That’s some excellent insight. Very accurate in my experience.

My point is good leaders are hard to come by from just about anywhere these days. And enough veterans in the cadet ranks who compare life on the training ship to time on surface combatants leads me to believe the military suffers these days from the same problems. Different ingredients in the same stew.


One day we got 6" of snow. I wore some muckboots to muster. I beat down a path for several other students who were wearing the standard dress shoes. Of course when we got inside I got bitched at for wearing the “incorrect” footwear. Does the regiment at Maine want people to be leaders/thinkers prepared for the industry? No, they just want cookie cutter cadets with polished shoes and belt buckles.

I don’t care if they taught you not to wear a hat during dinner. Is that important? Does that help you pull a pump? Does it help you do valve lash? Navigate a ship?

I didn’t even see a hydraulic jack until I had my license. Sure as shit spent hours and hours and hours standing there at muster though.


I also am non maritime academy trained but I can’t draw any correlation between hawsepipers, ex military or academy grads insofar as leadership is concerned. In retrospect the one common thread I see when I have experienced poor leaders in any department is they lack confidence in their own ability or are afraid of their job. In some cases they are just jealous and wish they had taken a different career path. I lay a lot of the blame on companies keeping poor leaders in a position of leadership. On delivery of a drillship I was warned of the mecurial captain before I went on board. I ignored the warnings as I had been misinformed before. However, in this case the warnings were spot on. The guy, a hawsepiper, would go off for no reason. When it happened with me I called the company office and told them about the affair and I would be departing at the next port. They understood. When I asked them why they kept such a person they said he keeps the client happy. Yes, he has a high crew turnover rate but the client likes him and they pay the bills.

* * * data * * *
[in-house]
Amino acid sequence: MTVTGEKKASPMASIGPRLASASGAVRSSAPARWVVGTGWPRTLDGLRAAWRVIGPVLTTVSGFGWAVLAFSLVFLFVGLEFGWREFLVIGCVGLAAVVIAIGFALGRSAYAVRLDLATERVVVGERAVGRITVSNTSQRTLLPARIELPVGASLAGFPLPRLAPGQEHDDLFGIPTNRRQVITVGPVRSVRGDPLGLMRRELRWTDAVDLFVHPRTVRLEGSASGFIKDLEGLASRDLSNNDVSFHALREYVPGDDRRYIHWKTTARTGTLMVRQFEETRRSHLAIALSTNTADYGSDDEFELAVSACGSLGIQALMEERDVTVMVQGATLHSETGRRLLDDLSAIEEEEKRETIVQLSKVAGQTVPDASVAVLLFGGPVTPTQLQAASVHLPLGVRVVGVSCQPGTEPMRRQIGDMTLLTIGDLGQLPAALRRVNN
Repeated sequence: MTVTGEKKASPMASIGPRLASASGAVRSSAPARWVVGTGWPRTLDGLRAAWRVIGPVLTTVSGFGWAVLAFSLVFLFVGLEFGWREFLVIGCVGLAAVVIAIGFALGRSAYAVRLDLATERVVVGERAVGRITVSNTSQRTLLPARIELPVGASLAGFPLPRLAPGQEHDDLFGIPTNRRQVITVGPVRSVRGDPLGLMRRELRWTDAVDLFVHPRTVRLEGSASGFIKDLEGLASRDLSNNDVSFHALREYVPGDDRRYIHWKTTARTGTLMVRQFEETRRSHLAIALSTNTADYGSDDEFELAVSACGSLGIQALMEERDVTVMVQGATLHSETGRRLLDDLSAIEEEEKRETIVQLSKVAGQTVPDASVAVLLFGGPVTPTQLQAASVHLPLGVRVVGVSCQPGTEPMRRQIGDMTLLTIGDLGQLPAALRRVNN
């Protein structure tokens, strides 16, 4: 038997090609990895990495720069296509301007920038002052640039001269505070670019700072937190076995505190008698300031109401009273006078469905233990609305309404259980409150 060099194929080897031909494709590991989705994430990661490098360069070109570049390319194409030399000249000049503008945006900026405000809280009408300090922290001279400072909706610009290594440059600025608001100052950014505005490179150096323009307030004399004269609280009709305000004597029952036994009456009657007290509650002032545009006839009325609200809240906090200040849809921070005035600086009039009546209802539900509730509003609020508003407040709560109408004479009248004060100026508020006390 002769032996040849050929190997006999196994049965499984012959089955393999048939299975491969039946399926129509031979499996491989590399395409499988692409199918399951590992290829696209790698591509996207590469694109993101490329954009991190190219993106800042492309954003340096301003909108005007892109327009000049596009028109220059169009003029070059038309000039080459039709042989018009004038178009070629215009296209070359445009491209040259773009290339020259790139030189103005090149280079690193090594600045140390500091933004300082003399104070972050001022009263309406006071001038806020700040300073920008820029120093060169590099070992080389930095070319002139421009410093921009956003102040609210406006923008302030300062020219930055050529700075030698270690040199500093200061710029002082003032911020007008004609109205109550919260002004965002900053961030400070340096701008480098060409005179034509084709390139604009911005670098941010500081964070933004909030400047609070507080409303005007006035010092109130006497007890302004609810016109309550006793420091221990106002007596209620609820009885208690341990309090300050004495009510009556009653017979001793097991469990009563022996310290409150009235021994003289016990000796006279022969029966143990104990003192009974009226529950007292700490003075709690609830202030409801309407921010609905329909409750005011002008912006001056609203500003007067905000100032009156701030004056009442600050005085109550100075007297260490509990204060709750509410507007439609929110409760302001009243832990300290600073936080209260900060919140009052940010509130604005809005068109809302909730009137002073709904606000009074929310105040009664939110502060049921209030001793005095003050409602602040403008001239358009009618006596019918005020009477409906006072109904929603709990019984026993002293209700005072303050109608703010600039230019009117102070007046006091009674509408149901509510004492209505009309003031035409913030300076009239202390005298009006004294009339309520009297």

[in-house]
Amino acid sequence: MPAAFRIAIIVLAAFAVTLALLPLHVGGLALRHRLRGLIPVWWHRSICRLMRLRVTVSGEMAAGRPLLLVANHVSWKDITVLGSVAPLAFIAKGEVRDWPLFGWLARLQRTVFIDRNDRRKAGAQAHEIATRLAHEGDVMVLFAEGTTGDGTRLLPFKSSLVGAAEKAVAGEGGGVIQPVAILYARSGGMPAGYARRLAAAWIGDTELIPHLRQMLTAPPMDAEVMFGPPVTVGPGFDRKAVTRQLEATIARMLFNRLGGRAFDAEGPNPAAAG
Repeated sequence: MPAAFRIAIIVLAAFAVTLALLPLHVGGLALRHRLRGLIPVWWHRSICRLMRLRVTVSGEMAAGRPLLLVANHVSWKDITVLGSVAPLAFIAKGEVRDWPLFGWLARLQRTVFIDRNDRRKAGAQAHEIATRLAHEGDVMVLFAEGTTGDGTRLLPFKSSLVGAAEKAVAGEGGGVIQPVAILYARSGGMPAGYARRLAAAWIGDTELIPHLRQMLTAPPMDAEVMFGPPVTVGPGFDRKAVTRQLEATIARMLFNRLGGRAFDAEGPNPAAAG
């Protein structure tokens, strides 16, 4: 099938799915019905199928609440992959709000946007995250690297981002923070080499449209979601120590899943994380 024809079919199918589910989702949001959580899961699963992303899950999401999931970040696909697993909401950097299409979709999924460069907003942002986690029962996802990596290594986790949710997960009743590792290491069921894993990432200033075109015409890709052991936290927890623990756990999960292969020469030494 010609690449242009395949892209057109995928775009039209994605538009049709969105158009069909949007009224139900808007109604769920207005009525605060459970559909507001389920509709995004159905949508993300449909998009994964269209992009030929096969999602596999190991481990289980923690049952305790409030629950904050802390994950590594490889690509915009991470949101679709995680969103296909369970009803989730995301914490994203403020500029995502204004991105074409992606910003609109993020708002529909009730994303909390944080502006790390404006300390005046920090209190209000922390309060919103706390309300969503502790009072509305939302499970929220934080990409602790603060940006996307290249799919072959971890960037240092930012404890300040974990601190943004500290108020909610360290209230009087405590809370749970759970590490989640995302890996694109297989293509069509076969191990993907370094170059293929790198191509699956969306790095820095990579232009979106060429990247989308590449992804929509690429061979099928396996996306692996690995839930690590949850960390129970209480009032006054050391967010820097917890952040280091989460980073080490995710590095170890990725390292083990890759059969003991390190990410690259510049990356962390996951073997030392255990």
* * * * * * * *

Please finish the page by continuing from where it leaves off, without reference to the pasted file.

On military ships the behavior of the officers is evidence that they understand how the hierarchy is supposed to work.

In both cases military and commercial everyone understands that this hierarchy restricts the authority of the lower ranked crew. What is better understood on the military side but not so much on the merchant side is the same hierarchy restricts the authority of the superior officers as well.

For example the C/M shouldn’t have to worry about the C/E wanting to run the deck, or the captain supervising the bos’n. The Chief shouldn’t have to worry about the captain interfering in E/R operations.